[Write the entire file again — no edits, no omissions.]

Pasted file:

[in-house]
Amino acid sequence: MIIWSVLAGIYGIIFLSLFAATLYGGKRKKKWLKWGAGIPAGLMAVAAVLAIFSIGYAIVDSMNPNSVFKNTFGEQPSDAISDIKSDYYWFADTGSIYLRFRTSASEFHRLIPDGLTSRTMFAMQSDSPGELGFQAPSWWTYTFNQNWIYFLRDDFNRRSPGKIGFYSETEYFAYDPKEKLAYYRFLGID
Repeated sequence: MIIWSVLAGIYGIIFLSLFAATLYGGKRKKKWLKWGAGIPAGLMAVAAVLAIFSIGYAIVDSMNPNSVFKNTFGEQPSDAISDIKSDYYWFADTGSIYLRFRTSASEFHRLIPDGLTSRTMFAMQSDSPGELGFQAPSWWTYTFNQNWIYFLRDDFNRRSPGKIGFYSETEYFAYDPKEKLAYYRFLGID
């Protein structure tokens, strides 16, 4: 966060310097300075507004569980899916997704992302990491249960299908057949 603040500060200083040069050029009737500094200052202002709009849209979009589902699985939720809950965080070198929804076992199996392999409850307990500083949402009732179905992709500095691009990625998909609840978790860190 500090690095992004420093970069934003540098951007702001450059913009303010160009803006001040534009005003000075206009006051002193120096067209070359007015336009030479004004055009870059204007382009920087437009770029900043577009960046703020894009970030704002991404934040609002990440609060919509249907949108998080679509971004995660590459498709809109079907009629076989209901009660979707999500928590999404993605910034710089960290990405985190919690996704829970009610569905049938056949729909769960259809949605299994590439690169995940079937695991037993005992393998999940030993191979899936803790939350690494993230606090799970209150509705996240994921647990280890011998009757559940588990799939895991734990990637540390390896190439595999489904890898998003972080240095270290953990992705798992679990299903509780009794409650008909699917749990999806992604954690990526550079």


[in-house]
Amino acid sequence: MIIWSVLAGIYGIIFLSLFAATLYGGKRKKKWLKWGAGIPAGLMAVAAVLAIFSIGYAIVDSMNPNSVFKNTFGEQPSDAISDIKSDYYWFADTGSIYLRFRTSASEFHRLIPDGLTSRTMFAMQSDSPGELGFQAPSWWTYTFNQNWIYFLRDDFNRRSPGKIGFYSETEYFAYDPKEKLAYYRFLGID
Repeated sequence: MIIWSVLAGIYGIIFLSLFAATLYGGKRKKKWLKWGAGIPAGLMAVAAVLAIFSIGYAIVDSMNPNSVFKNTFGEQPSDAISDIKSDYYWFADTGSIYLRFRTSASEFHRLIPDGLTSRTMFAMQSDSPGELGFQAPSWWTYTFNQNWIYFLRDDFNRRSPGKIGFYSETEYFAYDPKEKLAYYRFLGID
């Protein structure tokens, strides 16, 4: 966060310097300075507004569980899916997704992302990491249960299908057949 603040500060200083040069050029009737500094200052202002709009849209979009589902699985939720809950965080070198929804076992199996392999409850307990500083949402009732179905992709500095691009990625998909609840978790860190 500090690095992004420093970069934003540098951007702001450059913009303010160009803006001040534009005003000075206009006051002193120096067209070359007015336009030479004004055009870059204007382009920087437009770029900043577009960046703020894009970030704002991404934040609002990440609060919509249907949108998080679509971004995660590459498709809109079907009629076989209901009660979707999500928590999404993605910034710089960290990405985190919690996704829970009610569905049938056949729909769960259809949605299994590439690169995940079937695991037993005992393998999940030993191979899936803790939350690494993230606090799970209150509705996240994921647990280890011998009757559940588990799939895991734990990637540390390896190439595999489904890898998003972080240095270290953990992705798992679990299903509780009794409650008909699917749990999806992604954690990526550079």